When it is required to produce a part of large dimensions, it is possible to machine separately several blocks or work-pieces for example of standard dimensions, so as to reproduce on at least one part of a face of each block a predetermined relief surface which is to be formed on the part as a whole, the blocks machined being then assembled so as to form the part having on one of its faces the complete profile contour required. This is made possible because, each block being secured to the vibratory part, it is possible to machine the whole of the front face of a block in conformity with the profile of the corresponding tool on condition that the block is located relatively precisely in relation to the vibratory part.
In contrast, this modular fabrication of a part cannot be effected with known machines by ultrasonic machining in which the tool is movable while the work-piece is fixed. In fact, it would then be necessary to machine the whole of the front face of each block in conformity with the profile of the face of the tool overlaying the block, which would be in practice impossible particularly because it would not be possible to provide any guide surface surrounding the surface to be machined of a block and enabling introduction of abrasive under good conditions in the space between the block and the tool. This difficulty would in particular be insurmountable when the profile to be reproduced on the block or other work-piece to be machined is at least in part concave.
The method in accordance with the present invention will be found to be particularly advantageous for the manufacture by ultrasonic machining of parts which must have, on at least one large sized portion of one of their faces, a predetermined relief contour, in particular a complex relief, parts which could not otherwise be machined except by mechanical methods, such as milling. The method in accordance with the invention is far more readily put into practice and enables a considerable time advantage, its advantages being extremely important in the economic plane.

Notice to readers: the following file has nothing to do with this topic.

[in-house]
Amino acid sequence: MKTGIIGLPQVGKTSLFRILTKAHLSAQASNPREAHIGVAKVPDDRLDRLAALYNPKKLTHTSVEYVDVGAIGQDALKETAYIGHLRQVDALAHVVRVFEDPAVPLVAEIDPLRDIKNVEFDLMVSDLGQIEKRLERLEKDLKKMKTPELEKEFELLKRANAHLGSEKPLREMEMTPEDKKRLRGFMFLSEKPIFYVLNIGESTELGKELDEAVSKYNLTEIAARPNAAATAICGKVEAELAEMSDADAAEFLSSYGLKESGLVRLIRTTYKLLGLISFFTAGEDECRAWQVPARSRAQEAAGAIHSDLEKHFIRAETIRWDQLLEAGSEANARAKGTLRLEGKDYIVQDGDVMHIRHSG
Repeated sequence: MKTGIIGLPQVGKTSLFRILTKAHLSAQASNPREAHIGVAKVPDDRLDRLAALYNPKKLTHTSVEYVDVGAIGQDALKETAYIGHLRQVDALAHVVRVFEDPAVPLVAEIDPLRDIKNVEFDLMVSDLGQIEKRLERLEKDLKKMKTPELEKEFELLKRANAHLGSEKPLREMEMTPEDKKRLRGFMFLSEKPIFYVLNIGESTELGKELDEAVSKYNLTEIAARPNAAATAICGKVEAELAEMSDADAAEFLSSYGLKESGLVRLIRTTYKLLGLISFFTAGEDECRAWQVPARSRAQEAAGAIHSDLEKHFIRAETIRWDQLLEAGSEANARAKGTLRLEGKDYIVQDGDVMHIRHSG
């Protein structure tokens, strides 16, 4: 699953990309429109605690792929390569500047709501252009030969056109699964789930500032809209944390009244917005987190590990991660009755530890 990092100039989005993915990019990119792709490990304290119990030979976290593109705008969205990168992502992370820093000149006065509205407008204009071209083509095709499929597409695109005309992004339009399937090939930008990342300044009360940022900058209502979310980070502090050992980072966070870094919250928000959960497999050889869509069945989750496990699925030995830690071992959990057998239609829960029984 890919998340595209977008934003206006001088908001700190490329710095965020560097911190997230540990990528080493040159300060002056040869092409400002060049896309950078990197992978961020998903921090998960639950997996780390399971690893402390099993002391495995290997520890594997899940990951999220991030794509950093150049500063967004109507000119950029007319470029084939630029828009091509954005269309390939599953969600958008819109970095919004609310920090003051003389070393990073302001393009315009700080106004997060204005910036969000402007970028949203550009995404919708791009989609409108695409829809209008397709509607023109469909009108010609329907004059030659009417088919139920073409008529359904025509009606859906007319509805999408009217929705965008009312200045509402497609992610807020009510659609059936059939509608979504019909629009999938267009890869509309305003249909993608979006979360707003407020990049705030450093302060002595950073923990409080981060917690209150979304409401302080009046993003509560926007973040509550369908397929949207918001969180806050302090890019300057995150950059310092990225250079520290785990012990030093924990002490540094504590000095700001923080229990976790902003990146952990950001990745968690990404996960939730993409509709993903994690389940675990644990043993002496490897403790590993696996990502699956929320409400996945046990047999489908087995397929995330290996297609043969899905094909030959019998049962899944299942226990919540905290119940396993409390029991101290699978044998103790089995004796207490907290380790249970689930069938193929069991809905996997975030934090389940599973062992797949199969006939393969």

Another advantage of the method in accordance with the invention resides in the fact that the tool, not being subject to a vibratory movement, need not be manufactured of a special material to enable transmission of the ultrasonic frequency waves. The range of materials capable of being used for tools is thus substantially enlarged.
Further according to the present invention there is provided in an ultrasonic machining installation means defining a machining enclosure, a support for a work-piece, means for imposing ultrasonic frequency vibrations on the work-piece including an electrical ultrasonic frequency vibration generator, a vibratory part coupled to this generator and a transducer for converting electrical oscillations into mechanical vibrations, means for driving the work-piece vertically, means for securing a tool on the bottom of the machining enclosure, means defining at least one passage for supplying an abrasive in a liquid vehicle, this passage delivering to the interior of the machining enclosure and being capable of supplying the abrasive/liquid mixture at a level above that of the upper face of the tool, and a recycling assembly for recycling the abrasive/liquid mixture connected to an orifice situated in the bottom of the machining enclosure.
Still further according to the present invention there is provided in an assembly for ultrasonic machining of a work-piece, a tool having a complementary relief contour to that to be reproduced in one face of the work-piece, a vibratory part, a transducer for converting electrical oscillations into mechanical vibrations, and in transmitting relationship with the vibratory part, and a coupling material connecting the face of the work-piece opposite to its first face to a face of the vibratory part opposite to its first face.